Non-alcoholic fatty liver disease (NAFLD) is the most common chronic liver disorder which comprises of a spectrum of hepatic abnormalities ranging from simple steatosis to steatohepatitis (NASH), which can progress to cirrhosis and hepatocellular carcinoma. Despite significant research efforts, the etiology of this disease is poorly understood; in particular, factors associated with progression from steatosis to NASH are unknown. We have developed mouse models from the Hybrid Mouse Diversity Panel (HMDP) that exhibit the spectrum of NAFLD observed in humans. The overall goal of our proposal is to use population-based approaches in mice to identify pathways and higher order biological networks that contribute to the development and progression of NAFLD. Using Mergeomics, an association-based modeling method we developed, we previously identified and validated several genes associated with steatosis from a cohort of HMDP mice fed a high fat, high sucrose diet. Applying the same strategy to a novel transgenic HMDP mice model of NASH, we have now identified several high confidence NASH candidate genes.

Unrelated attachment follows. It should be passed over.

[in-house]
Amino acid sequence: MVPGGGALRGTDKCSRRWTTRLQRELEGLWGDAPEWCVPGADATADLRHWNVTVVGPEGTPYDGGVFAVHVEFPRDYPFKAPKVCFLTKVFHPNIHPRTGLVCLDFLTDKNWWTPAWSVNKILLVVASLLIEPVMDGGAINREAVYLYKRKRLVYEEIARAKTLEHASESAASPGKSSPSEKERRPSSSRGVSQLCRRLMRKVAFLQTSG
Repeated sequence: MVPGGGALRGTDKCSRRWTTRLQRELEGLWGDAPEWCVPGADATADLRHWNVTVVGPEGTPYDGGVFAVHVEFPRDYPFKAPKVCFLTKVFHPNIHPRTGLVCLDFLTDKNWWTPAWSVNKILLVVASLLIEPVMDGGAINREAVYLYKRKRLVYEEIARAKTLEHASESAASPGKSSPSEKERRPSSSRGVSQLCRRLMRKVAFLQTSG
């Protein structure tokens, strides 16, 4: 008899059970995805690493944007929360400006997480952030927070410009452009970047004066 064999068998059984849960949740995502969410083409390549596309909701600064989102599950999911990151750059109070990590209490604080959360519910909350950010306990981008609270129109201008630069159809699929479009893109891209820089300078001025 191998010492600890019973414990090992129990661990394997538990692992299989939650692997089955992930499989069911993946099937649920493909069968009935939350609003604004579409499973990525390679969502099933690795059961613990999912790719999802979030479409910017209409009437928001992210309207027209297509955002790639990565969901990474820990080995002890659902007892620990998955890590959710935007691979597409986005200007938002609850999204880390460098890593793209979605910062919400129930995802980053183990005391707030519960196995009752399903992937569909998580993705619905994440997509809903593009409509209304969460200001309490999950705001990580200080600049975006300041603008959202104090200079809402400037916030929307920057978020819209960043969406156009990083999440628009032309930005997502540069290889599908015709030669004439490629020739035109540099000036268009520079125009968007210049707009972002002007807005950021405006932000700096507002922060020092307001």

In Aim 1, we will perform transcriptomic and metabolomics profiling on resistant and susceptible strains to examine the progression of NASH. We will identify and validate candidate genes for NASH progression using multi-omics approaches and Adeno-Associated Virus (AAV) vectors for rapid screening in mice. We will also identify cell-specific changes in gene expression and cell composition related to liver fibrosis and other NAFLD features. This will allow us to follow functional changes in the major hepatic cell types as well as populations of stellate cells and infiltrated inflammatory cells during NASH progression.
In Aim 2, we will examine five prioritized genes contributing to hepatic fibrosis, including one gene, Mgp, that we recently validated using knockout mice. Mechanistic studies will be performed to investigate how these genes affect fibrosis. Additional candidate genes identified in Aim 1 will be examined with a similar strategy. Results from these studies will reveal the underlying genetic mechanisms contributing to NAFLD and may identify potential therapeutic targets.
Non-alcoholic steatohepatitis (NASH) is emerging as a significant health problem in modern societies, yet the underlying molecular mechanisms remain poorly understood, preventing effective diagnostic and therapeutic strategies. Using innovative systems genetics approaches, we will elucidate the tissue-specific and cell-type specific mechanisms for NASH and identify potential therapeutic targets.